EAST RUTHERFORD, NJ (December 23, 2014) - Crawford Farms, a leading New York-based breeding operation, and Meadowlands Racing & Entertainment have agreed to a three-year sponsorship deal that will make Crawford Farms the title sponsor of the Meadowlands Pace through 2017. Crawford Farms served as a major sponsor of "The Pace" in 2014. "We have made a long term commitment, which the industry needs, to the Meadowlands and the Meadowlands Pace and we are ecstatic that this race is held at a venue like no other in the sport," said Michelle Crawford of Crawford Farms. "It is a dream come true to be able to sponsor one of the biggest events in harness racing and to be able to bring people to a state of the art entertainment facility with top restaurants and clubs." The Meadowlands Pace has been held annually since 1977, when Escort won the inaugural edition. He's Watching won the 2014 Pace in a record time of 1:46.4. "We are grateful to Crawford Farms for stepping up to the plate and partnering with us to help promote the Meadowlands Pace for the next three years," said Jason M. Settlemoir, CEO/GM of Meadowlands Racing and Entertainment. "The Crawfords continue to make a major investment in harness racing that is paramount to the long-term success of the entire industry." Crawford added: "We strongly believe that regardless of your level of participation in this amazing sport, everyone on every level from owners to trainers to drivers need to step up and contribute their time and money to the sport that pays them back so it stays alive with passion and is able to thrive for years to come." Live racing resumes at the Meadowlands Friday and Saturday nights beginning at 7:15 p.m. For more information, visit ABOUT CRAWFORD FARMS Crawford Farms is a family-owned and operated farm since 1966. The farm is located on more than 100 acres in Durhamville, NY. In the recent years Albert & Michelle Crawford have greatly improved and expanded the Crawford Farms facility to include approximately 55 broodmares, more than two dozen racing horses, state of the art breeding/foaling facilities, plush pastures, a retirement paddock, and a half mile trotting track. Visit Crawford Farms online at by Rachel Ryan, for the Meadowlands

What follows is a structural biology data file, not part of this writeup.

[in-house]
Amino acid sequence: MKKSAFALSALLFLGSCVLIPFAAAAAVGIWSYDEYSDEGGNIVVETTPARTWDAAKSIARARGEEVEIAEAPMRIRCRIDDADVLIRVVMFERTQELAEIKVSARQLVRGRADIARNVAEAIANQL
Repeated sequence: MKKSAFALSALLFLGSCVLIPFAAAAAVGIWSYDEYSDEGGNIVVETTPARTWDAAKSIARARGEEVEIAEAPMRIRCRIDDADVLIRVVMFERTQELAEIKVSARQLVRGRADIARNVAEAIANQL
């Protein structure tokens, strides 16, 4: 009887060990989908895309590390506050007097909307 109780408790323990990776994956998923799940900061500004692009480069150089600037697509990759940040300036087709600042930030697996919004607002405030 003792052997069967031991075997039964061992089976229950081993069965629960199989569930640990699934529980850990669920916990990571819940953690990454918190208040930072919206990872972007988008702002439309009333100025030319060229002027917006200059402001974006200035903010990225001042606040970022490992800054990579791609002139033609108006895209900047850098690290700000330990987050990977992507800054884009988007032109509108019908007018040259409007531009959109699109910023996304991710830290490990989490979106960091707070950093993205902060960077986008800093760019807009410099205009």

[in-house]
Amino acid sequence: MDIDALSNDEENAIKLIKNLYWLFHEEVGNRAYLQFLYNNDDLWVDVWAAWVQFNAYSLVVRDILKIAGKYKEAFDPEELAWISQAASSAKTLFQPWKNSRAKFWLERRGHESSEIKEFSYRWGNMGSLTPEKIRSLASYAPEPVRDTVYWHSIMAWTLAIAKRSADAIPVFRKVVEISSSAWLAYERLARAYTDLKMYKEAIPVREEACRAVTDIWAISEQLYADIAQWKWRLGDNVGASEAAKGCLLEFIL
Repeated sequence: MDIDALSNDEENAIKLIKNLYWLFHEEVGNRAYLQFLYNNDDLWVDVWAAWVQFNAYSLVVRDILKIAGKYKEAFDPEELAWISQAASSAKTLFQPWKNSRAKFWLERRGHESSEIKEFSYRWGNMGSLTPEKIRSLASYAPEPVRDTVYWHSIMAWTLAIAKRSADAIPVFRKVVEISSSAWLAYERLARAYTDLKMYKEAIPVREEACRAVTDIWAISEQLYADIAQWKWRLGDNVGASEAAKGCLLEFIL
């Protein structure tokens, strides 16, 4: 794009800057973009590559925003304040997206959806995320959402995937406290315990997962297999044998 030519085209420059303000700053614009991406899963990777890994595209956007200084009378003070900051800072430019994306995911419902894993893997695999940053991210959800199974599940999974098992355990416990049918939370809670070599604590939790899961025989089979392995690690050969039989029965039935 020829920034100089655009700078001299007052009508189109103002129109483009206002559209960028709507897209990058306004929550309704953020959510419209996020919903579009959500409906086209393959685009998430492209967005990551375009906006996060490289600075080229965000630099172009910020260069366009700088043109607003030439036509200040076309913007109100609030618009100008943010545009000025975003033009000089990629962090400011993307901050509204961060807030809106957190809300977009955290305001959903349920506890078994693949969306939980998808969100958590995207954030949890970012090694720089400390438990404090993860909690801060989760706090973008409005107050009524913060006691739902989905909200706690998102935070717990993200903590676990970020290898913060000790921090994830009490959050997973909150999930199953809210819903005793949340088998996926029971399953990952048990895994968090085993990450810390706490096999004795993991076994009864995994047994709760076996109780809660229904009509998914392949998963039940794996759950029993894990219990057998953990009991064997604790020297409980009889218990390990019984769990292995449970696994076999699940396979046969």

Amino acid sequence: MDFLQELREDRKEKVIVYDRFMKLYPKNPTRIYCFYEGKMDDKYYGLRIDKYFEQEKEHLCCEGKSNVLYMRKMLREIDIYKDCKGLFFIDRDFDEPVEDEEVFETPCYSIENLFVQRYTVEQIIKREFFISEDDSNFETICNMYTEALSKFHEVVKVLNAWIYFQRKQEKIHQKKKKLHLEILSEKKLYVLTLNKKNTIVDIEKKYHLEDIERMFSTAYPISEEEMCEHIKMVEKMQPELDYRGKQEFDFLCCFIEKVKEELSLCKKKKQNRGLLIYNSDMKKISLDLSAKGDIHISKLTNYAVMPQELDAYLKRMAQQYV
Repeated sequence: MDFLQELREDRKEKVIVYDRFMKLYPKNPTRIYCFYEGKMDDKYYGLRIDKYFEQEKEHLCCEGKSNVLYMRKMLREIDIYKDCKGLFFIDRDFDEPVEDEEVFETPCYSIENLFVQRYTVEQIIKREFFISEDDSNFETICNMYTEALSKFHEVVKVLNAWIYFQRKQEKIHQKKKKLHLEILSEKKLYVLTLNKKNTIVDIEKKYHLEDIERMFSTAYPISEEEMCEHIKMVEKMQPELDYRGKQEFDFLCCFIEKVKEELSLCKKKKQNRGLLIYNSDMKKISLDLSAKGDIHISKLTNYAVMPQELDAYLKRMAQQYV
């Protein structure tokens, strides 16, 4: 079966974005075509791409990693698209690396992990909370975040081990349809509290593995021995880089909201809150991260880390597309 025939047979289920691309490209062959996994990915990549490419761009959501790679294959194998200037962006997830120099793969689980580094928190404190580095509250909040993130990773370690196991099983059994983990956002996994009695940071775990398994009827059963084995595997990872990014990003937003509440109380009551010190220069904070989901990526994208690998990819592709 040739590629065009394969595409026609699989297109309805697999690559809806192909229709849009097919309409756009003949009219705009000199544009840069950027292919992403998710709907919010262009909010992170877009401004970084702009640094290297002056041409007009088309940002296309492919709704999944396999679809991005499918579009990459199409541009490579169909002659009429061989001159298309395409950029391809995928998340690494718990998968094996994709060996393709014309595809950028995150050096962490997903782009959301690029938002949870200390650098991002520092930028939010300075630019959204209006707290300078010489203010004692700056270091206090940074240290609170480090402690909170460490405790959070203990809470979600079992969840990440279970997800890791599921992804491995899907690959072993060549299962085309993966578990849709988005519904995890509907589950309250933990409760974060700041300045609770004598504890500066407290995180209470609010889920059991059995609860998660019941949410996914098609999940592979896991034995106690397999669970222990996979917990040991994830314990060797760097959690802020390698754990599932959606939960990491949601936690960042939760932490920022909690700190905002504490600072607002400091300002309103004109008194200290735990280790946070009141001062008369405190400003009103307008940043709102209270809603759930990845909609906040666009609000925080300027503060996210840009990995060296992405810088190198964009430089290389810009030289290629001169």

Jim Simpson, the president of Hanover Shoe Farms and the members of the the Captaintreacherous racing group have announced that The Captain will be officially retired at Lexington's famed Red Mile during the races on Thursday October 2. Tony Alagna, the colt's trainer said "Captain just hasn't been himself for the last several weeks. He's been fighting a low respiratory bug and we just haven't been able to overcome it. Rather than take the chance of doing irreparable harm to this great horse, I think it would be wise for everybody concerned to have him retired at Hanover Shoe Farms. I have no doubts that he is destined to become a great sire. I very much look forward to the day when I will be looking at, buying and training his babies". Jim Simpson said that he looks forward to having the greatest son of the sport's supersire Somebeachsomewhere stand at Hanover. "Captaintreacherous was one of the greatest two and three year old pacers in the sport's history. It's now time for him to excel in the next stage of his remarkable career." Myron Bell, the colt's racing manager throughout his career said "I've been involved in Harness Racing for half a century. I've seen all of the greats during that time. Captaintreacherous has to rank right up there among the very best. In my entire career in the sport I've only predicted two horses as being "can't miss" sires. Those two were Artsplace and Western Ideal. The one quality that all three horses share is extreme courage. I have no doubt whatever that Captaintreacherous will follow in their footsteps in the stallion ranks. I look forward to buying and training a large number of his yearlings". Captaintreacherous was voted "Pacer of the Year" at both two and three. At 2, he won 8 of 10 starts and earned $918,253. At 3, he won 13 of 16 starts and earned $2,055,033 winning almost all of the Classic events including the three richest, the North American Cup, the Meadowlands Pace and the Breeders Crown. Captaintreacherous retires with earnings of $3,148,657. Dr. Bridgette Jablonsky in whose hands the Captain will be literally be in at Hanover can't wait until the horse gets to his next home. "I don't think I've ever been more excited about an incoming stallion. The Captain has it all, great performance on the racetrack, great courage, a fantastic pedigree and perhaps most important of all, he's drop dead gorgeous and correct, something that I'm certain he will transmit to his foals." Captaintreacherous will begin his stallion career in February of 2015. Captaintreacherous 2013 Captaintreacherous (Tim Tetrick) fighting the bit to win the Crown Murray Brown Hanover Shoe Farms, Inc.